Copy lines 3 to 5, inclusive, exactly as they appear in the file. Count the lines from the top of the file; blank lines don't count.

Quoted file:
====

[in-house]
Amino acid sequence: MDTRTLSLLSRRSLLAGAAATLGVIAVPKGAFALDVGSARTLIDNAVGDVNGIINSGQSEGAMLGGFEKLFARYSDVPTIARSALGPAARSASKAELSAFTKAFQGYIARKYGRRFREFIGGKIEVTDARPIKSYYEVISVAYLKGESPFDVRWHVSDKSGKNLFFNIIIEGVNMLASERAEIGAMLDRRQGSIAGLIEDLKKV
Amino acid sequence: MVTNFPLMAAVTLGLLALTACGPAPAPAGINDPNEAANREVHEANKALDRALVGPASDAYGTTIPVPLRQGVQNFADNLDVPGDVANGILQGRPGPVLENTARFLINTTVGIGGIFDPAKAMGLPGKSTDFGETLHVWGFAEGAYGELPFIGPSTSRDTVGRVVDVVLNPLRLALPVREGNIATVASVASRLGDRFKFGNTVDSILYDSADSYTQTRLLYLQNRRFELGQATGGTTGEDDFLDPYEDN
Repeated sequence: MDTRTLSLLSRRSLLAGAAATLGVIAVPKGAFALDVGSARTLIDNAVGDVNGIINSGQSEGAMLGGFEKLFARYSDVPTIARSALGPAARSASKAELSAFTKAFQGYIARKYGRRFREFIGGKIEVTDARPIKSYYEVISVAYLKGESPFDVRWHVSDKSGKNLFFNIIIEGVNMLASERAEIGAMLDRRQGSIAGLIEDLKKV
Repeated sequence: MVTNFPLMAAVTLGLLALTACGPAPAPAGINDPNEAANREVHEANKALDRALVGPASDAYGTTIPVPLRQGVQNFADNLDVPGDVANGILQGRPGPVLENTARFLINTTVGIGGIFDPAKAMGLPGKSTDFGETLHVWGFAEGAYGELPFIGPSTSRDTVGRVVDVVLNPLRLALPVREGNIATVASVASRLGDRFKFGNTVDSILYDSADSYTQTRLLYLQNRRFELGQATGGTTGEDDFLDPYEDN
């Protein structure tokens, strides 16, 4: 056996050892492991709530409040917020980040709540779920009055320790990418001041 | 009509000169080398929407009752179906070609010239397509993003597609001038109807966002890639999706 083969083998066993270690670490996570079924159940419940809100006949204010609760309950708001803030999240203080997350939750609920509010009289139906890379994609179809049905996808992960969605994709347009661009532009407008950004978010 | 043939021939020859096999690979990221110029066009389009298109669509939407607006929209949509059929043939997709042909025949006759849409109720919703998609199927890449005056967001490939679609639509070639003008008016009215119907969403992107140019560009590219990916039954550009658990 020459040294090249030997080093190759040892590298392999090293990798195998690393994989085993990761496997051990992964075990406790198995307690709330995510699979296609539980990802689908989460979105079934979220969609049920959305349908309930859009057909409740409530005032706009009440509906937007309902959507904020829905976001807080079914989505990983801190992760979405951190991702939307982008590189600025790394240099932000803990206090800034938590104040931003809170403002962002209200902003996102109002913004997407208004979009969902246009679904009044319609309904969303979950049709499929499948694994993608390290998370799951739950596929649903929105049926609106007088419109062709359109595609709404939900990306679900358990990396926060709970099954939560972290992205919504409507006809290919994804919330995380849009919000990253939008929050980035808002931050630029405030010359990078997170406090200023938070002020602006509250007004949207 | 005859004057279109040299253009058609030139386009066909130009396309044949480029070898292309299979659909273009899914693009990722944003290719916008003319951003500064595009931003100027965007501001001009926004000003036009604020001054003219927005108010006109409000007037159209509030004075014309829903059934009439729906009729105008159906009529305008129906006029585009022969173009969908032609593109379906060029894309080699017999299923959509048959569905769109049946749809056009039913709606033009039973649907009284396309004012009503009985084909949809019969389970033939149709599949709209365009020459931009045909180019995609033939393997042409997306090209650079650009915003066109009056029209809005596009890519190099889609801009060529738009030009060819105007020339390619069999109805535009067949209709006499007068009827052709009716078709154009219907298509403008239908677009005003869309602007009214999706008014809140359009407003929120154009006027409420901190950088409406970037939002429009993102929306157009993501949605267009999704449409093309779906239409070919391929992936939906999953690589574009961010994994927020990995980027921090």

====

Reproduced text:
Amino acid sequence: MVTNFPLMAAVTLGLLALTACGPAPAPAGINDPNEAANREVHEANKALDRALVGPASDAYGTTIPVPLRQGVQNFADNLDVPGDVANGILQGRPGPVLENTARFLINTTVGIGGIFDPAKAMGLPGKSTDFGETLHVWGFAEGAYGELPFIGPSTSRDTVGRVVDVVLNPLRLALPVREGNIATVASVASRLGDRFKFGNTVDSILYDSADSYTQTRLLYLQNRRFELGQATGGTTGEDDFLDPYEDN
Repeated sequence: MDTRTLSLLSRRSLLAGAAATLGVIAVPKGAFALDVGSARTLIDNAVGDVNGIINSGQSEGAMLGGFEKLFARYSDVPTIARSALGPAARSASKAELSAFTKAFQGYIARKYGRRFREFIGGKIEVTDARPIKSYYEVISVAYLKGESPFDVRWHVSDKSGKNLFFNIIIEGVNMLASERAEIGAMLDRRQGSIAGLIEDLKKV
Repeated sequence: MVTNFPLMAAVTLGLLALTACGPAPAPAGINDPNEAANREVHEANKALDRALVGPASDAYGTTIPVPLRQGVQNFADNLDVPGDVANGILQGRPGPVLENTARFLINTTVGIGGIFDPAKAMGLPGKSTDFGETLHVWGFAEGAYGELPFIGPSTSRDTVGRVVDVVLNPLRLALPVREGNIATVASVASRLGDRFKFGNTVDSILYDSADSYTQTRLLYLQNRRFELGQATGGTTGEDDFLDPYEDN